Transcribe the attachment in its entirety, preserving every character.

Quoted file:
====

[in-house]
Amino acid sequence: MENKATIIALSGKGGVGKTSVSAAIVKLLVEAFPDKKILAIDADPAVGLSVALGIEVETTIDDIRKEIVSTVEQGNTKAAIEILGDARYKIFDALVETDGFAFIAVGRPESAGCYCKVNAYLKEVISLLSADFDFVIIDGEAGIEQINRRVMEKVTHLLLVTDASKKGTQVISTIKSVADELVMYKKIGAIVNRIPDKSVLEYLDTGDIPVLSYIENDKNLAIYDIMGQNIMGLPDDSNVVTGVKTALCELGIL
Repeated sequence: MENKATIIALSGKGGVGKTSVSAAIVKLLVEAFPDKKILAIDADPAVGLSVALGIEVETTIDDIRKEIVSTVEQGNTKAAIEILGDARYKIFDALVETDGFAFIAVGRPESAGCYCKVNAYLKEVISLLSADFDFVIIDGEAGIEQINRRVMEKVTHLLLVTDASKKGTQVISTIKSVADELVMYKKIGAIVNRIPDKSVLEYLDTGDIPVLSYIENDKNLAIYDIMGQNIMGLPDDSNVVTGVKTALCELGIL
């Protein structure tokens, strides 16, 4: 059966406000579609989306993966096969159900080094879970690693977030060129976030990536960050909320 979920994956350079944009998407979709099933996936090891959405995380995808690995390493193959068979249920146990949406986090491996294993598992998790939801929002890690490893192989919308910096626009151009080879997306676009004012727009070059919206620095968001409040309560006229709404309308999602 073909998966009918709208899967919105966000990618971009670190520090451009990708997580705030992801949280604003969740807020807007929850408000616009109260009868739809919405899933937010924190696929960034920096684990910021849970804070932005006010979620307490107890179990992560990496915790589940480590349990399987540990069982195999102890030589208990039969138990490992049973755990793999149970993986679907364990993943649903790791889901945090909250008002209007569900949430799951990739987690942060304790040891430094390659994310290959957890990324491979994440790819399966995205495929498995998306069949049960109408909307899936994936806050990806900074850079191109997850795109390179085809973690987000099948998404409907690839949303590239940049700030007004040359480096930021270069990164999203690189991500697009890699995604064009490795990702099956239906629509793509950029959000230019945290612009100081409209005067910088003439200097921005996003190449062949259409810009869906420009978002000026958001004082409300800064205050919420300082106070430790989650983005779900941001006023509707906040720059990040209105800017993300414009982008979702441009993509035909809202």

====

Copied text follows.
[in-house]
Amino acid sequence: MENKATIIALSGKGGVGKTSVSAAIVKLLVEAFPDKKILAIDADPAVGLSVALGIEVETTIDDIRKEIVSTVEQGNTKAAIEILGDARYKIFDALVETDGFAFIAVGRPESAGCYCKVNAYLKEVISLLSADFDFVIIDGEAGIEQINRRVMEKVTHLLLVTDASKKGTQVISTIKSVADELVMYKKIGAIVNRIPDKSVLEYLDTGDIPVLSYIENDKNLAIYDIMGQNIMGLPDDSNVVTGVKTALCELGIL
Repeated sequence: MENKATIIALSGKGGVGKTSVSAAIVKLLVEAFPDKKILAIDADPAVGLSVALGIEVETTIDDIRKEIVSTVEQGNTKAAIEILGDARYKIFDALVETDGFAFIAVGRPESAGCYCKVNAYLKEVISLLSADFDFVIIDGEAGIEQINRRVMEKVTHLLLVTDASKKGTQVISTIKSVADELVMYKKIGAIVNRIPDKSVLEYLDTGDIPVLSYIENDKNLAIYDIMGQNIMGLPDDSNVVTGVKTALCELGIL
């Protein structure tokens, strides 16, 4: 059966406000579609989306993966096969159900080094879970690693977030060129976030990536960050909320 979920994956350079944009998407979709099933996936090891959405995380995808690995390493193959068979249920146990949406986090491996294993598992998790939801929002890690490893192989919308910096626009151009080879997306676009004012727009070059919206620095968001409040309560006229709404309308999602 073909998966009918709208899967919105966000990618971009670190520090451009990708997580705030992801949280604003969740807020807007929850408000616009109260009868739809919405899933937010924190696929960034920096684990910021849970804070932005006010979620307490107890179990992560990496915790589940480590349990399987540990069982195999102890030589208990039969138990490992049973755990793999149970993986679907364990993943649903790791889901945090909250008002209007569900949430799951990739987690942060304790040891430094390659994310290959957890990324491979994440790819399966995205495929498995998306069949049960109408909307899936994936806050990806900074850079191109997850795109390179085809973690987000099948998404409907690839949303590239940049700030007004040359480096930021270069990164999203690189991500697009890699995604064009490795990702099956239906629509793509950029959000230019945290612009100081409209005067910088003439200097921005996003190449062949259409810009869906420009978002000026958001004082409300800064205050919420300082106070430790989650983005779900941001006023509707906040720059990040209105800017993300414009982008979702441009993509035909809202």